Standard Cell Placement Optimization Using Quadratic Placement Algorithm

DOI: 10.4236/oalib.1106218   PDF   HTML   XML   96 Downloads   140 Views  

Abstract

Designs including tens of millions of standard cells in one chip are commonly used in current IC projects, so finding optimal location on a chip surface for each logic cell is a very important step in IC design. Apart from finding room for logic cell placement with minimum chip area, length of connecting wires is also playing big role and needs to be taken under control. In this paper, research and implementation of standard cell placement-optimizations’ quadratic algorithm is described. Main research is on runtime and wire length. For 5K standard cells, algorithm implementation takes 83 second.

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Abazyan, S. , Mamikonyan, N. and Janpoladov, V. (2020) Standard Cell Placement Optimization Using Quadratic Placement Algorithm. Open Access Library Journal, 7, 1-7. doi: 10.4236/oalib.1106218.

1. Introduction

Placement is the process of determining positions of standard cells and macros which has been synthesized. This is one of the most important and critical steps in IC design. Following few reasons are showing why optimal placement of standard cells is dramatically important for having good IC:

• Performance of a circuit―As technologies are becoming smaller, interconnect delays are increasing. This is leading to big power consumption. Hence, good placement of standard cells has huge impact on design performance

• Power disproportion―Badly placed cells can cause non-equal power consumption leading to congested heat point formulation, which can be source of many problems even damaging full chip functionality.

• Routability―Placement can cause routibility issues later on routing stage and be reason of long wires.

To achieve optimal placement of standard cells with standard placement algorithm, in every iterate cells, which need to be moved, will be moved to the most optimal place in that iteration. Ideally, this process must be repeated until all standard cells are placed in their proper places.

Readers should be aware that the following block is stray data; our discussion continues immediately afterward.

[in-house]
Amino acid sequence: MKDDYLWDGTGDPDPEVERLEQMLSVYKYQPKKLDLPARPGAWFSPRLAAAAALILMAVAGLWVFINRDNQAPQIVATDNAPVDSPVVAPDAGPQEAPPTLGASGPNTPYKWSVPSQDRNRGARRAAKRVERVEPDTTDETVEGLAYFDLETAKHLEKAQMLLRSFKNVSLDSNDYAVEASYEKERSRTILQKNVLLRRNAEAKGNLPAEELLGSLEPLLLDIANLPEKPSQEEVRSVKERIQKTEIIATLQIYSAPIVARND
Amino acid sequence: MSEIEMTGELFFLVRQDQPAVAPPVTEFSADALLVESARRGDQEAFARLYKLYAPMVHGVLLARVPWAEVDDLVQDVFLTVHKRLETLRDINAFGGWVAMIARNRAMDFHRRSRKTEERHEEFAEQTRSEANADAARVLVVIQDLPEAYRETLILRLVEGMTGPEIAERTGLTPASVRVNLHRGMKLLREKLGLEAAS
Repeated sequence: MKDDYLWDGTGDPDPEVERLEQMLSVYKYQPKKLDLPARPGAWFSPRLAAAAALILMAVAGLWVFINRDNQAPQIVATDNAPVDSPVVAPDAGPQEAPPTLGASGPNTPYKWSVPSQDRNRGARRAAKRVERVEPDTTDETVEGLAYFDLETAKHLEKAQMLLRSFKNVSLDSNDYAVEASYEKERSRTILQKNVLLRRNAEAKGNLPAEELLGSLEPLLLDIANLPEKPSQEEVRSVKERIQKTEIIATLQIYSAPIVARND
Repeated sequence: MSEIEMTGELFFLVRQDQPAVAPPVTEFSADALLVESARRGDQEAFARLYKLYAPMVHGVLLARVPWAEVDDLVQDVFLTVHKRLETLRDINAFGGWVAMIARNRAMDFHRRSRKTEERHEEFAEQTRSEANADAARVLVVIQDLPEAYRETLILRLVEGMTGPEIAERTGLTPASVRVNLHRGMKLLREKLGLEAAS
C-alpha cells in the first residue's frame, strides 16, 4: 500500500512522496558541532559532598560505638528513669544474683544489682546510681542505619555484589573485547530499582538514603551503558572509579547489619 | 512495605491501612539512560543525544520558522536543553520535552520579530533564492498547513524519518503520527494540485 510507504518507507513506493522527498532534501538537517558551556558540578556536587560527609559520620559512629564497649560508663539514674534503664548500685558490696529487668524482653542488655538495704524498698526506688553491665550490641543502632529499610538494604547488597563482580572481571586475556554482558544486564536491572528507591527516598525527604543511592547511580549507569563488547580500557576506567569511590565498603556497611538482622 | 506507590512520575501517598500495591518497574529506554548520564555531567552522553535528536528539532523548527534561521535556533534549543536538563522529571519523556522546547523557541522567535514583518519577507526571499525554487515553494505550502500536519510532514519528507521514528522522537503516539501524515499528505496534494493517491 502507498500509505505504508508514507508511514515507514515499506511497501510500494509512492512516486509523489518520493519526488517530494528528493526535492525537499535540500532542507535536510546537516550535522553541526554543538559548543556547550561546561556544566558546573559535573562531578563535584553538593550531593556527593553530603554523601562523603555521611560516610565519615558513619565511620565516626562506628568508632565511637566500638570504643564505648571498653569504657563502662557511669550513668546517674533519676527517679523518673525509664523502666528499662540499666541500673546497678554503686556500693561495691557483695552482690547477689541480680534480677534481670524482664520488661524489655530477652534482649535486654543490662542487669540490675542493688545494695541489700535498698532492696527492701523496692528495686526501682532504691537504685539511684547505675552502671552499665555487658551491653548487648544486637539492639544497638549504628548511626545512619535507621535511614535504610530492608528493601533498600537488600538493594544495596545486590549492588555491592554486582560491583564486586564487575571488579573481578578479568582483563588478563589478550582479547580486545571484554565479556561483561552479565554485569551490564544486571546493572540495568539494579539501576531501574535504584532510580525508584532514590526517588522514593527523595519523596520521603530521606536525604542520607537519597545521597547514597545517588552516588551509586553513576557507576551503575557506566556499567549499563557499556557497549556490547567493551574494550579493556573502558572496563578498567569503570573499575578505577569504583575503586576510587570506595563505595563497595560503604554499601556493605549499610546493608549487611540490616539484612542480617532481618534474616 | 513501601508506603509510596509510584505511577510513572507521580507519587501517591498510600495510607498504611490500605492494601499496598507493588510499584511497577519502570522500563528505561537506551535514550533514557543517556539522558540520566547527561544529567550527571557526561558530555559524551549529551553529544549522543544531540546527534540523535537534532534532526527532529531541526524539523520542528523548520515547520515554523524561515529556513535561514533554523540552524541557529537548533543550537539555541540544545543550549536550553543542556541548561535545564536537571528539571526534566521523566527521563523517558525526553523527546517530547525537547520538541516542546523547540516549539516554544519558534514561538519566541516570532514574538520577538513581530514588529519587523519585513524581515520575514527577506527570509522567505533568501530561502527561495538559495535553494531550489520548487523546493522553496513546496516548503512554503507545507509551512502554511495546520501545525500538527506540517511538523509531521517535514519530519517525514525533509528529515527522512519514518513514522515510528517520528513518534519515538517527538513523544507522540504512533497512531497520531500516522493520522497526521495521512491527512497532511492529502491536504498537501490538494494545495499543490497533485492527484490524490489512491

There exist multiple ways of reducing placement runtime for standard cell placement [1] [2] [3] . Most of the existing algorithms have complex implementation [4] .

As placement process is dealing with millions of macros and standard cells, it is very complex computational process. If considering that each cell can have multiple connections with other cells, computation complexity is increasing more and more.

The above-mentioned process will bring to high runtime with big designs (standard cell count > 5000). The most time-consuming part is the starting period where all connectivity for each standard cell mostly placed in (0, 0) coordinate. Above described algorithm will overcome the connectivity-based time consumption by logical excluding the cells connectivity which forces to cell stay near (0, 0) coordinates. The end part of the placement placer can make wary small movement which will not make huge impact in the standard cell placement.

To overcome upper mentioned difficulty, placement process is being divided into a few manageable steps―global placement, legalization, detailed placement.

This paper described algorithm can be used in global placement step. This is a very important step of placement as it has most impact on performance of IC.

The other two steps are for making placement of cells legal on placement grid and meeting placement constrains [5] .

In the global placement, small movement of standard cell will be ignored for speeding up placement process.

2. Global Placement

Global placement is the step of finding optimal placement of circuit modules, based on different factors like wire length, area, parasitic etc.

It is a challenge to design efficient placement algorithms for producing high quality placement solutions of circuits with millions of cells [6] .

Standard cell placement overall procedure using Hierarchical Alternating Linear Ordering can be described with Figure 1.

Algorithm is taking cell connectivity as its input and calculates mass center of cells. After some iterations, in-row placement is being performed for cells.

Standard cell connectivity netlist to in-row placement ordering can be simply described in Figures 2(a)-(d).

In Figure 2(a), initial netlist is given. This is the gate level netlist for placer. After gate-level netlist is read, placer places gates linary―keeping minimum wire length. After that is done, two virtual (left and right) groups are created, in

Figure 1. Hierarchical alternating linear ordering procedure flow.

Figure 2. Standard cell connectivity netlist to in-row placement ordering.

which cells have approximately same sum of area (Figure 2(c)). After left and right groups are created, these are also being divided into small sub-groups (Figure 2(c)). This vary sum of area is also being kept equal for sub groups.

These iterations are going till all cells are assigned and constraint-based assigned to rows.

3. Quadratic Placer Algorithm Implementation